This article first appeared in the Viewpoint column of the Christian Research Journal, volume 41, number 2 (2018). For further information or to subscribe to the Christian Research Journal please click here.
Can a man who experiences same-sex attraction be ordained as a pastor in the gospel ministry? Many believe that homosexuality is such a heinous sin that it permanently disqualifies a man from any eligibility for ordained ministry. Others believe that he rightly may be ordained, and some conjecture that his homosexual struggles may actually make him more effective as a minister in a culture awash with complex gender issues. But what does the Bible say about this issue? That is the perspective we all need.
What Does Scripture Teach? Romans 1:18–32 indeed affirms that homosexuality and lesbianism are unnatural acts of sexual perversion. In Romans 1:26 and 27, the practices of homosexuality and lesbianism are condemned by God because “women gave up natural relations for those that are contrary to nature, and the men likewise gave up natural relations with women and were consumed with passion for one another, men committing shameless acts with men.” Homosexuality is unnatural because it is against nature — contrary to God’s design for male–female procreative sex. Homosexuality is more heinous than adultery, fornication, or other immoralities between heterosexual individuals because it is so contrary to God’s design for complementary genders. But, as we are about to see, heterosexual immorality might also be viewed as unnatural.
God’s creation order designed and allowed for sex between two people who were (1) male and female, (2) joined in a lifelong marriage, (3) sexually faithful to one another (i.e., monogamous), and (4) engaged in the procreative practice of giving birth to children. This is the pattern set in Genesis 2:18–25. Therefore, it may be argued that homosexuality should be grouped together with fornication (sex between unmarried people), adultery (sex with another person’s spouse), prostitution (sex for hire), incest (sex with family members), “recreational” forms of sex that intend to avoid the responsibilities inherent to the act, even to the extent of killing its natural fruit, and bestiality (sex with another species) as “contrary to nature” (Rom. 1:26), perverse, and heinous. Would all these sins, prior to one’s conversion to Christ, disqualify a man from ministry? Probably not.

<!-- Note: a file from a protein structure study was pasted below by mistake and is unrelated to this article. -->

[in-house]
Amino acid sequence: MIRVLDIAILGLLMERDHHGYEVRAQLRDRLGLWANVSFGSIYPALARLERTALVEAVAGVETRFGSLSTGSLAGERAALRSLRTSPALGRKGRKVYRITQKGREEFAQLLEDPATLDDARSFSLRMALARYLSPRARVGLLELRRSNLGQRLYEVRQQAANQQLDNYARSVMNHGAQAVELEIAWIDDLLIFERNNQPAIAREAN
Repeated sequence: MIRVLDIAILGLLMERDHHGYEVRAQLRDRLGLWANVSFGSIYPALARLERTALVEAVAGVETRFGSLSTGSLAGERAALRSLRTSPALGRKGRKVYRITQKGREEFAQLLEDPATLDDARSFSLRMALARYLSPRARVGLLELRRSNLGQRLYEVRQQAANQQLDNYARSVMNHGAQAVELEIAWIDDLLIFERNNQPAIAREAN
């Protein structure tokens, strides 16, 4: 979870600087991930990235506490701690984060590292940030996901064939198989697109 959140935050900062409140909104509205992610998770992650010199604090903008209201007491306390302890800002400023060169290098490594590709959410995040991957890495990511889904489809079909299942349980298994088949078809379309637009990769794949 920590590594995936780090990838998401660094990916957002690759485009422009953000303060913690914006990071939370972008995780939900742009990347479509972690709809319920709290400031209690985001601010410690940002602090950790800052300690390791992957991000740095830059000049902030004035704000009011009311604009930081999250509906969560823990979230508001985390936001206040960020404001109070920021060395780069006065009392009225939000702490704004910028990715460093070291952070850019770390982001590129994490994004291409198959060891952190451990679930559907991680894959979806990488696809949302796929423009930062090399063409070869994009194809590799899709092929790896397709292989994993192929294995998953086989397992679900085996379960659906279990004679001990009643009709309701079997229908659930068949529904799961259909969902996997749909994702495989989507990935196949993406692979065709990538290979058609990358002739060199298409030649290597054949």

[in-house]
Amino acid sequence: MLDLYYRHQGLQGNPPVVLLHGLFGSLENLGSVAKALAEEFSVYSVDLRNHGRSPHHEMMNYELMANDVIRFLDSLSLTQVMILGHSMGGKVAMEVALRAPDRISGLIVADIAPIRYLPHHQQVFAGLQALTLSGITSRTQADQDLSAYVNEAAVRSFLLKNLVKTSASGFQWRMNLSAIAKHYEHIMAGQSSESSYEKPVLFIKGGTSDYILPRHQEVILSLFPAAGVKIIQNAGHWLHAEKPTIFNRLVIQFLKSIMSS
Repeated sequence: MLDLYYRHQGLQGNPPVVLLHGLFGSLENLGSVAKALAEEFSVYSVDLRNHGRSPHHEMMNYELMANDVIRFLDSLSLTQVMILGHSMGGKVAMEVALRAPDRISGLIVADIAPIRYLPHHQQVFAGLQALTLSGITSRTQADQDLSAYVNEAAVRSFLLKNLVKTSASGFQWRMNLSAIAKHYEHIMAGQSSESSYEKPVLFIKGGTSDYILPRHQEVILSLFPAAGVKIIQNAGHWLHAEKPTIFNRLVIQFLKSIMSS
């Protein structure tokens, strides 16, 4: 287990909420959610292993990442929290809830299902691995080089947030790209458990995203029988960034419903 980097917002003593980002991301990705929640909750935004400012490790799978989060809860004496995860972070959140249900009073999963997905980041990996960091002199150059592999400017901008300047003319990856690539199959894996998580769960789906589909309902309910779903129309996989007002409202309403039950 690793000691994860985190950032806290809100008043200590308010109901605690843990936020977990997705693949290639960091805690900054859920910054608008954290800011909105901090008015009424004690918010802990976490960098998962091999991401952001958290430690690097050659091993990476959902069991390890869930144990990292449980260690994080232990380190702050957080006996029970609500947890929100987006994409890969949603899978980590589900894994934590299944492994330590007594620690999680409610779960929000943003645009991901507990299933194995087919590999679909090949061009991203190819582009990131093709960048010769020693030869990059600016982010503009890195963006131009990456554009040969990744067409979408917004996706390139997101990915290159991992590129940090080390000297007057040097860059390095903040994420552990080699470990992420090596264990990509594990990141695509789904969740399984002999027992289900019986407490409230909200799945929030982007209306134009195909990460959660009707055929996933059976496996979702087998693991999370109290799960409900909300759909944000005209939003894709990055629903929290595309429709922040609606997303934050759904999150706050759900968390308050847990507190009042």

In 1 Corinthians 6:9–20, Paul lists a few representative sinful patterns of life that would prohibit one from “inherit(ing) the kingdom of God,” that is, from going to heaven when one died. Three sexually perverse lifestyles are mentioned: “the sexually immoral” (the Greek reads “fornicators”), “adulterers,” and also “men who practice homosexuality.” These practices were rampant in the Greco-Roman world of Paul’s day, as they are in the Western world today. Paul makes it clear, however, that though “such were some of you,” many had been redeemed from such perverse lifestyles, were cleansed by the Holy Spirit, and were in the process of being sanctified by God’s grace. No doubt some of these people were called to ministry and became early church clergymen.
A Simple Answer to a Complex Problem? May a man who experiences same-sex attractions be ordained to church service? Answered simply, yes! It should be noted that a man who engages in homosexual relations and the man who experiences same-sex attraction are not in the same spiritual category. Homosexuality refers to practices of same-sex intercourse. Same-sex attraction often stops short of actual intercourse. To compare, let’s look at two heterosexual men. If a single man lusts after a single woman and has sex with her outside of marriage, then he has become a fornicator because he fornicated with her. But if a single man frequently lusted after the same woman, eventually repented of it, and never had sex with her, we would not call him a fornicator. He struggled with lust, not fornication. The same principles apply to homosexual men. A man becomes a homosexual once he acts on his same-sex attractions, but not before then.
If he is in Christ and called by God to ministry, a man may become a pastor, missionary, or campus minister after a life of homosexuality and in spite of same-sex attraction. That is the simple answer to this complex issue. But it is never wise, nor is it biblical, to give simple answers to complex questions and complicated issues. I suggest that the question should not be “May a man…” but rather “Should a man with same-sex attractions be ordained to gospel ministry?”
If we ask, “May a man be ordained?” we are delving into the realm of possibility, focusing on the letter of the law rather than the spirit of the law — which is love (Rom. 7:6; 13:10). We also run the risk of turning the discussion toward selfish ends; is the man entitled to be ordained if he so desires? Is it his right to be ordained? Are we standing in the way of his fulfillment through ordination? The better question is this: “Should a same-sex-oriented man be ordained for the good of the church and for the glory of God?” This is a completely different question.